Is Hewlett-Packard Reentering the Smartphone Market?

Is Hewlett-Packard Reentering the Smartphone Market?

Hewlett-Packard , still looking for ways to boost its sagging top-line performance, is now considering a new line of large-screen smartphones. After having a tough time during its initial foray into the smartphone market, some analysts are questioning the company's ability to acquire significant market share. However, with plenty of cash to throw at the venture, HP might be in a good position to tackle the rising demand for cheap smartphones and phablets, especially in Asia.

Hardware turning around?
Interestingly, HP's latest earnings report showed a stronger performance from its hardware division than its software and enterprise service segments. Personal systems revenue was down 3% overall, with notebooks up around 3%. Printing sales declined only 1%, with total hardware units up a healthy 6%. This compares favorably to a 9% decline in revenue for the enterprise services division and another 9% decline in software revenue.

For the full year, the figures are a bit different. Personal system units were down 8%, and printing total hardware units declined by 4%. Consumer revenue led the decline, down a hefty 19%. However, printing commercial hardware units were up 2% for the year. Enterprise services, enterprise group, and software all posted single-digit declines in revenue.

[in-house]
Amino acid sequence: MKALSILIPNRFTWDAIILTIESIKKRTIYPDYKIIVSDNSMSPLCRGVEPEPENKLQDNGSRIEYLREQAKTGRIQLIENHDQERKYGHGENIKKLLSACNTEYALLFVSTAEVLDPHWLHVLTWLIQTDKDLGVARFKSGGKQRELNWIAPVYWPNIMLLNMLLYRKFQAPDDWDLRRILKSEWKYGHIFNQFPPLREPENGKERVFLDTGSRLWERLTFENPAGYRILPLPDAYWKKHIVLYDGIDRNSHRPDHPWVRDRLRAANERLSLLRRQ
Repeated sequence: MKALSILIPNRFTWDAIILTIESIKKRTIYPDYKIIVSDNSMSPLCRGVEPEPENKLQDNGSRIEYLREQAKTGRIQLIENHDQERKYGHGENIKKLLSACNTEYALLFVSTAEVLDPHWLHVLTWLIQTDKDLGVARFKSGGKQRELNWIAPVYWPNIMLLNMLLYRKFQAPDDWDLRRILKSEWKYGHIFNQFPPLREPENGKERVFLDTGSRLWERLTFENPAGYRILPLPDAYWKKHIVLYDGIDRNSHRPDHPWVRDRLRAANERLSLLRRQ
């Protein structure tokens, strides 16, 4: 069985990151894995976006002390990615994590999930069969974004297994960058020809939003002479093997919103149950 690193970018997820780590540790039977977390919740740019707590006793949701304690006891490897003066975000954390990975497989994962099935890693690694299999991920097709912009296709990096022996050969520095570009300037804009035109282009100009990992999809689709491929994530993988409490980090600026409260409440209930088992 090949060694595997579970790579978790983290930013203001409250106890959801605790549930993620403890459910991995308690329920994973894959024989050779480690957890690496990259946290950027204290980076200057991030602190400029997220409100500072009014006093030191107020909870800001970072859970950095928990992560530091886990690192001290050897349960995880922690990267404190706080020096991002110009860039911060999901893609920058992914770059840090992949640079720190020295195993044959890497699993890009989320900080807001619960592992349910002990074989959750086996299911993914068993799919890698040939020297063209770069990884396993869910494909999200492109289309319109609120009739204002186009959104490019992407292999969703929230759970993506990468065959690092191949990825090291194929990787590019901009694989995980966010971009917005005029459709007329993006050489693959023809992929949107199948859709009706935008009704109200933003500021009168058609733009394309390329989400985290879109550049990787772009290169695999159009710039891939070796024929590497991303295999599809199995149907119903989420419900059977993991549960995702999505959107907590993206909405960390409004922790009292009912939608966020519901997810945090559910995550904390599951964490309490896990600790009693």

So, presumably in order to address the dramatic drop in consumer personal systems sales, the company plans to roll out several low-cost phablet options geared at emerging markets such as China, India, and Indonesia. Reportedly, the mobile devices will cost between $200 and $250 off-contract and will have screen sizes of six and seven inches. Demand is high for these types of devices in emerging markets, although HP may have a tough time catching up to Samsung .

Surging market
The market which HP is trying to break into is largely dominated by Samsung, although the Korean company's market share is being eroded by a host of cheaper Chinese producers. Samsung saw its market share for the Galaxy Note decrease from 90% in the fourth quarter of 2011 to "only" 50% in the second quarter of this year.

The rise of phablets has been explosive. An IDC report showed that phablets overtook the PC and tablet device categories in the Asia/Pacific region. These growth numbers are fairly serious. Phablet shipments increased by 100% quarter over quarter, and a spectacular 620% year over year. These formidable growth figures may indicate there is room for new players to enter the market.

Apple , for its part, recently achieved a large victory in the Asian smartphone realm. A deal was finally struck with telecom titan China Mobile for the distribution of its iPhones, and the benefits for Apple are immense. Under the terms of the agreement, Apple will gain access to China Mobile's 760 million mobile customers, which according to Forbes represents roughly 10% of a worldwide total. The deal follows one with the Japanese carrier NTT DoCoMo earlier this year, which supplied Apple with access to some 62 million subscribers in a mature wireless market. Clearly, Apple is making waves in Asia.

The bottom line
Hewlett-Packard has decided to restart its smartphone program, one which has achieved little success. However, addressing the need for low-cost phablets in Asia might prove to be a very fruitful one, as the product category is seeing some absolutely fantastic growth figures. While it has a number of serious competitors in the region, most notably smartphone giant Samsung, a solid approach backed by a large amount of cash-on-hand, could lead to some promising gains.

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